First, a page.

The final deadline for underground storage tank (UST) owners and operators to meet new federal requirements from the U.S. Environmental Protection Agency (EPA) for spill, overfill and corrosion protection is Oct. 13, 2018. By that date, UST owners and operators must fully comply with the agency’s latest UST regulations, which took effect on Oct. 13, 2015. This is the final deadline of the three-tiered process.

The exact steps UST owners and operators must take — and who they must report to as part of the compliance process — vary based on location. Once state agencies adopt and/or develop UST regulations in accordance with EPA requirements and put other components of a program in place, states may apply for formal approval. The EPA must respond within 180 days. Each state plan is approved if it meets a range of criteria, including the establishment of standards for eight performance criteria that are no less stringent than federal rules; provisions for adequate enforcement; and regulation of at least the same tanks regulated under federal standards.

Once approved, states have the lead role in UST program enforcement. That means UST owners and operators in states with an approved program do not have to deal with two sets of regulations — state and federal — that may be conflicting. In states without an approved program, the EPA works with state officials in coordinating compliance.

US-Underground-Storage-Tank-Rules-Reach-Final-Deadline-state-program-map

Thirty-eight states, the District of Columbia, and the Commonwealth of Puerto Rico had approved programs as of Sept. 1, 2018. Those states must reapply to retain their approved-program status by Oct. 13, 2018. As part of that application process, the state must demonstrate “adequate enforcement” procedures by showing how it enforces the technical regulations for any asset owner or operator not in compliance. In those states, UST owners and operators work with state authorities to show compliance for their assets. In states and U.S. territories without program approval, owners and operators must work with both state and federal authorities.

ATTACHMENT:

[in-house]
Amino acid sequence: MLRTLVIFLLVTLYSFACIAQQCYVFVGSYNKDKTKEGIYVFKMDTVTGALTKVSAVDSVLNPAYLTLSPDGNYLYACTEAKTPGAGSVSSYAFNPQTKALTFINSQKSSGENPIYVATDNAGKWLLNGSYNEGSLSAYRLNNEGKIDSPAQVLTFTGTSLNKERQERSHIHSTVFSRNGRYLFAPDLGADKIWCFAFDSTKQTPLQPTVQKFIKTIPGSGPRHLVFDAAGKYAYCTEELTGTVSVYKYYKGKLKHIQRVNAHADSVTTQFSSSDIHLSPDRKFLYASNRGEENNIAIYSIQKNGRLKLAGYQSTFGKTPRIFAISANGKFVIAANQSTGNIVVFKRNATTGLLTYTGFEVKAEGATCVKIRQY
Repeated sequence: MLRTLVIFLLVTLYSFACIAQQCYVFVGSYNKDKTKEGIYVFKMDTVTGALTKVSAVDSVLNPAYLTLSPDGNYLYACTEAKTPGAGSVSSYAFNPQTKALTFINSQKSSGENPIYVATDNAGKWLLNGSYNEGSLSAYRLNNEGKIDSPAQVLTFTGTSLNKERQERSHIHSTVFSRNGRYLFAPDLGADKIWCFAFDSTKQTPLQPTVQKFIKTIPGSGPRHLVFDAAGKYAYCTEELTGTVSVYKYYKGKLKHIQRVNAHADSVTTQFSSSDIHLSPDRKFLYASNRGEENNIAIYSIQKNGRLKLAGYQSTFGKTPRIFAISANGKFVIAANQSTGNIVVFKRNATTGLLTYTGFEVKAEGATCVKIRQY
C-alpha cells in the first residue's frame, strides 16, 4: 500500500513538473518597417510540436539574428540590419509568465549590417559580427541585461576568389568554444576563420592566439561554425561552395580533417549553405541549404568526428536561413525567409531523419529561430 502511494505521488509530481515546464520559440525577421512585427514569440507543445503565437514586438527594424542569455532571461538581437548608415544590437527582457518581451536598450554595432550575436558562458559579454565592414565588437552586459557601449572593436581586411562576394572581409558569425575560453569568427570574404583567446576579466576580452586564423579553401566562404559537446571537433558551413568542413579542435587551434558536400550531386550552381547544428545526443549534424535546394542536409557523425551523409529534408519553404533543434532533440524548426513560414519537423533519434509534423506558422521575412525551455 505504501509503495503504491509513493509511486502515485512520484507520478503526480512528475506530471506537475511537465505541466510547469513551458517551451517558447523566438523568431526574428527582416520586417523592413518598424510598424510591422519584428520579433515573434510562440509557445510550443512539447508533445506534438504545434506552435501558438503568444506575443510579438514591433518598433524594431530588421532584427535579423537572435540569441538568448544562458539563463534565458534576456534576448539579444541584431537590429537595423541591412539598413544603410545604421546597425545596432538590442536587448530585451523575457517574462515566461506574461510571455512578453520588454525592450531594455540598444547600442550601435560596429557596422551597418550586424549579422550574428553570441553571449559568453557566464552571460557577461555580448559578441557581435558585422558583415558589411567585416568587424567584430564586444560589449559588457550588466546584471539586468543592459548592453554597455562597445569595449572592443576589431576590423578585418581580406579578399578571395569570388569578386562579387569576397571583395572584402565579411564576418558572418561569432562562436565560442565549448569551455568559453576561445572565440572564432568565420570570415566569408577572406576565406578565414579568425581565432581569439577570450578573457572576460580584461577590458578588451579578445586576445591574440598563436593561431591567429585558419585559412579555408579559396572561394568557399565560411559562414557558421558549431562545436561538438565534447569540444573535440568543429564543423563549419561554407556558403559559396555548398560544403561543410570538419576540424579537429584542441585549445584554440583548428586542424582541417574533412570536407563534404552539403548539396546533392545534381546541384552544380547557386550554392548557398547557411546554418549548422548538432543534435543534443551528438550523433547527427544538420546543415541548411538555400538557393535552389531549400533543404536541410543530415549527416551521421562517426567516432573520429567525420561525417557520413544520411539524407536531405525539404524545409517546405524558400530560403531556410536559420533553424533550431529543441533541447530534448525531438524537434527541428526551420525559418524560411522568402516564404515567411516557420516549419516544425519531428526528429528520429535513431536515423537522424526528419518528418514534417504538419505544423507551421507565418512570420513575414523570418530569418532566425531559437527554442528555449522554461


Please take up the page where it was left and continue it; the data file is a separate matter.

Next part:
Deadline Details

The rolling implementation schedule for the 2015 UST regulations’ final deadline for compliance is reaching its conclusion. The following requirements have a compliance deadline of Oct. 13, 2018.

Operator training: UST operators must designate and train Class A, B and C operators and maintain a record of their training.

  • Class A: Must be trained to make knowledgeable decisions related to UST compliance and ensure that the appropriate individuals are completing proper operations and maintenance (O&M) and record-keeping requirements.
  • Class B: Must be trained to implement applicable UST regulations related to typical UST systems (or the UST system at the facility).
  • Class C: Must be trained to take appropriate actions in response to UST spill emergencies or alarms.

O&M requirements: Every 30 days, a walkthrough inspection must be completed for the spill prevention equipment, release detection equipment, containment sumps and handheld release detection equipment. Records for the most recent year’s inspections must be maintained. Overfill prevention equipment inspections and spill prevention and containment sump testing are required every three years, with records maintained for the last three years. (In the latter case, either the spill and containment sump equipment must be tested or double-walled spill prevention and sumps are monitored at least as frequently as the walkthrough inspections.) Finally, release detection equipment must be tested annually, and records must be maintained for the last three years.

Previously deferred UST systems: These systems (field-constructed tanks, airport hydrant systems, wastewater treatment systems and some emergency generators) are now required to perform release detection.

Vapor/groundwater monitoring: Records of site assessment (vapor/groundwater monitoring results) must be maintained for as long as vapor/groundwater monitoring methods are utilized as release detection.

Owners and operators will need to begin meeting these standards and conducting the necessary inspections and tests in accordance with local requirements. Additional information is available from the EPA, and we stand prepared to assist with all your environmental compliance needs.

 

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Matt Shanahan is an environmental compliance specialist and project manager at Burns & McDonnell. With more than 15 years of experience, he specializes in hazardous and solid waste management for industrial clients. Matt also has served as a compliance auditor on numerous multimedia environmental compliance audits for utility and industrial clients.